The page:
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    Senior Member UTILQ1's Avatar
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    Default Re: New dig laws help protect underground facilities and the individuals working on them. South Carolina leads the way!

    That 30 inches is just a southern learning curve thing...

    Thats all

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    Default Re: New dig laws help protect underground facilities and the individuals working on them. South Carolina leads the way!

    Please put a law on that amount of tickets that can be called in one city or county unless its a emergency and when that county or area is under some sorta of weather advisory tickets can not be recieved at that time...... also laws within the dig zones of any paint (like this post says) should be inforced more. in every state.

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    Default Re: New dig laws help protect underground facilities and the individuals working on them. South Carolina leads the way!

    Quote Originally Posted by locator_smbk View Post
    I love that idea!!!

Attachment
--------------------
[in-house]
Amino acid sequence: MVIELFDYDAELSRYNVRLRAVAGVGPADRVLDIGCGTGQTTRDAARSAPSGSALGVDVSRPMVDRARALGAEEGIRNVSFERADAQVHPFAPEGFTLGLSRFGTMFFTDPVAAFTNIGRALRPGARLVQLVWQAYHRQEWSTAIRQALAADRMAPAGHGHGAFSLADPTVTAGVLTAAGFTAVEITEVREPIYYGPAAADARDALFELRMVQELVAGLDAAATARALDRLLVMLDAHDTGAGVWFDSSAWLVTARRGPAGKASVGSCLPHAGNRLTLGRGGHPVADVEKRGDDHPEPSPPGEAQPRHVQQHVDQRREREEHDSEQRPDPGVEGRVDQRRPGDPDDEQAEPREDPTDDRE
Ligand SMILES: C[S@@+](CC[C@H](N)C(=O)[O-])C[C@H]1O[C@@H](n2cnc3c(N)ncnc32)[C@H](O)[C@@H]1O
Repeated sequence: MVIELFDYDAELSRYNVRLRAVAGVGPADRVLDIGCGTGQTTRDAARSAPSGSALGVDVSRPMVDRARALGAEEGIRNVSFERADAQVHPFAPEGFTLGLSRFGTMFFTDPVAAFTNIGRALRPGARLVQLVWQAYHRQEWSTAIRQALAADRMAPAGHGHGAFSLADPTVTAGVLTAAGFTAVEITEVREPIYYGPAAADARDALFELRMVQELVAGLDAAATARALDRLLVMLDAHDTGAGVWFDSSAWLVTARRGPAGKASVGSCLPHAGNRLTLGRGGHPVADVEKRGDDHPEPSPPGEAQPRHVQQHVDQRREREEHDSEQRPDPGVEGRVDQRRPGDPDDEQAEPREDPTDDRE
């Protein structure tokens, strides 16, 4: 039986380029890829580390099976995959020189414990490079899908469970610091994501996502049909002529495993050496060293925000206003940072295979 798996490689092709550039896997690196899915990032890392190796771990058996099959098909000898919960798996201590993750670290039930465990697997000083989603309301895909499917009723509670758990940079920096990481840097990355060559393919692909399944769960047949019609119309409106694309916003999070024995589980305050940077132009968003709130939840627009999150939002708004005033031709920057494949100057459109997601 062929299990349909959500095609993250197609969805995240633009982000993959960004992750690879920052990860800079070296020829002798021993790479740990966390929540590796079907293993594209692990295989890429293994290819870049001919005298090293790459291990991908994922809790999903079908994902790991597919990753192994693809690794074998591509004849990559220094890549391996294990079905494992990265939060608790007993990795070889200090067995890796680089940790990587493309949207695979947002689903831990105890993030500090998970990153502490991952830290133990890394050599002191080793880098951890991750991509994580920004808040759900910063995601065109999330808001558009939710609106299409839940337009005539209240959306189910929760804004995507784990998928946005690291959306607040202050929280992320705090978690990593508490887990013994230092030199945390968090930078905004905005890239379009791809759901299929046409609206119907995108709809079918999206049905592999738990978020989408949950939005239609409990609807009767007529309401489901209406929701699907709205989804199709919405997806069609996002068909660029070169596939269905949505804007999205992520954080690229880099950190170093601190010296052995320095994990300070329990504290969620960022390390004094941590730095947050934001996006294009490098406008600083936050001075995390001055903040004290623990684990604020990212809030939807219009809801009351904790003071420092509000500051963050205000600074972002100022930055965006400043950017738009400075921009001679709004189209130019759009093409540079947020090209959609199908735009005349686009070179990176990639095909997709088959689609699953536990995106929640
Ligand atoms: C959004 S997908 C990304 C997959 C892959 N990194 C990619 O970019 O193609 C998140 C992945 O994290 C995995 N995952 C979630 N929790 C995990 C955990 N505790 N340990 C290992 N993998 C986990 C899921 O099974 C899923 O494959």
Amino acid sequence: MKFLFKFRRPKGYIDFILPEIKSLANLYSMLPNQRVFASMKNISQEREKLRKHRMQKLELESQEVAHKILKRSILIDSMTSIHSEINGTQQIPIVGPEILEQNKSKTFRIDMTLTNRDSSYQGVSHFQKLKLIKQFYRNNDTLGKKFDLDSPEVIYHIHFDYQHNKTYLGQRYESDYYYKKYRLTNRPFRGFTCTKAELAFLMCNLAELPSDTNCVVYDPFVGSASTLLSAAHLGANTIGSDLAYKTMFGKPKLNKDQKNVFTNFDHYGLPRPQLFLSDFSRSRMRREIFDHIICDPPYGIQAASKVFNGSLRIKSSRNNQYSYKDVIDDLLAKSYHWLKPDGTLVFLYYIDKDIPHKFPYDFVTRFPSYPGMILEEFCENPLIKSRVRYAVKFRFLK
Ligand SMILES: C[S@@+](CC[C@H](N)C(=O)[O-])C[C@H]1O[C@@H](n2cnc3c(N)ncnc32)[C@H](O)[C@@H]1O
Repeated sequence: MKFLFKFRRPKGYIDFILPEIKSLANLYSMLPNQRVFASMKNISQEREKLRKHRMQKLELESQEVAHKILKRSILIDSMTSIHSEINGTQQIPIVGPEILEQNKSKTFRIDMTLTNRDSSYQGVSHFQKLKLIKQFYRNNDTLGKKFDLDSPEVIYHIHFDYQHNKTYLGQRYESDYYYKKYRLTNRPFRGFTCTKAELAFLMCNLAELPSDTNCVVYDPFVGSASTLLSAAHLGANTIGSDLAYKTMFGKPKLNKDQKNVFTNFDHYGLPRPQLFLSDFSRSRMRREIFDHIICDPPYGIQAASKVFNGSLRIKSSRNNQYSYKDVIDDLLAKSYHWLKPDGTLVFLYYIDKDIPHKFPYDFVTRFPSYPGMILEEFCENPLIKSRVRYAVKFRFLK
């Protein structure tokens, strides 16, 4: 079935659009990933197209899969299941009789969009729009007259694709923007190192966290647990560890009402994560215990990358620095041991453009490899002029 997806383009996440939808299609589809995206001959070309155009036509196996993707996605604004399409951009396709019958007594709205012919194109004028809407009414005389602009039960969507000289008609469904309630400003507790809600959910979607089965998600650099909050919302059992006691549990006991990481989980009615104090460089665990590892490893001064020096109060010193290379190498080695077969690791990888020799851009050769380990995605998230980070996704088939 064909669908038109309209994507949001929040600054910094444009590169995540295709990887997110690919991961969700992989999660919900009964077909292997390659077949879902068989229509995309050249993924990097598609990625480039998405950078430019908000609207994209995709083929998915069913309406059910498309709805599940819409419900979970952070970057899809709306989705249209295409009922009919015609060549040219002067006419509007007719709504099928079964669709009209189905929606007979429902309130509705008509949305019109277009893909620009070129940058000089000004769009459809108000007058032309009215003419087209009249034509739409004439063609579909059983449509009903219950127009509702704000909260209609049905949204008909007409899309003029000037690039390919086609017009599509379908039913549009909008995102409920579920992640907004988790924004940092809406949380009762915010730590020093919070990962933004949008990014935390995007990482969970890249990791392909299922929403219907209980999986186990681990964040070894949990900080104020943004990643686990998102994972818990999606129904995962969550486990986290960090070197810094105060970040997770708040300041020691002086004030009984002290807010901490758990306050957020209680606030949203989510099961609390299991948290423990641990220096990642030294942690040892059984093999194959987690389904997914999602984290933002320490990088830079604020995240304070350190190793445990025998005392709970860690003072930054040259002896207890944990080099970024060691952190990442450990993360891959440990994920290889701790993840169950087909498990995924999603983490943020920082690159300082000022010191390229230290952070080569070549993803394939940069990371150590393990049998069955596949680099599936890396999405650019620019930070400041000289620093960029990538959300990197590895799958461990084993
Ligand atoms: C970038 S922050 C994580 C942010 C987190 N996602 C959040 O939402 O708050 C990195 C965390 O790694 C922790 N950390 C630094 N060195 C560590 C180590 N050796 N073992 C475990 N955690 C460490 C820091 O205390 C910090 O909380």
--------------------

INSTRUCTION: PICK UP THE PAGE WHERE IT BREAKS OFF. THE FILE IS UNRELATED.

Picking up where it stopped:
Also, NC has 30 inches on either side of the mark, and has had that for a number of years now...
    30 inches!! Wow.Louisiana still living with 18.

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    Default Re: New dig laws help protect underground facilities and the individuals working on them. South Carolina leads the way!

    Quote Originally Posted by UTILQ1 View Post
    That 30 inches is just a southern learning curve thing...

    Thats all
    Ouch, and you're almost a southerner...

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    Senior Member UTILQ1's Avatar
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    Default Re: New dig laws help protect underground facilities and the individuals working on them. South Carolina leads the way!

    Quote Originally Posted by TMINTH View Post
    Ouch, and you're almost a southerner...

    Was trying to roust my old nemisis SMBK w/ that response, but guess he's been offsite ?

    I lived in NC for 16yrs was always getting gigged for sounding a yank (originally a MD resident for 30 yrs), now back up north going to school in De., and getting gigged for sounding like Jeff Foxworthy.

    I'm a mutt dialect wise... Oh well have to be buried on the Mason Dixon line I spose...
    Last edited by UTILQ1; July 15th, 2012 at 12:37 AM.

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    Default Re: New dig laws help protect underground facilities and the individuals working on them. South Carolina leads the way!

    I manage to hide my hick accent...mostly. Sometimes I slip. Got busted by an engineer at a locate once. I still catch myself doing it sometimes. It's an automatic deduction of a minimum of 10 IQ points when people hear it.

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    Default Re: New dig laws help protect underground facilities and the individuals working on them. South Carolina leads the way!

    Quote Originally Posted by utiliquesternomo View Post
    30 inches!! Wow.Louisiana still living with 18.
    That's what she said!!!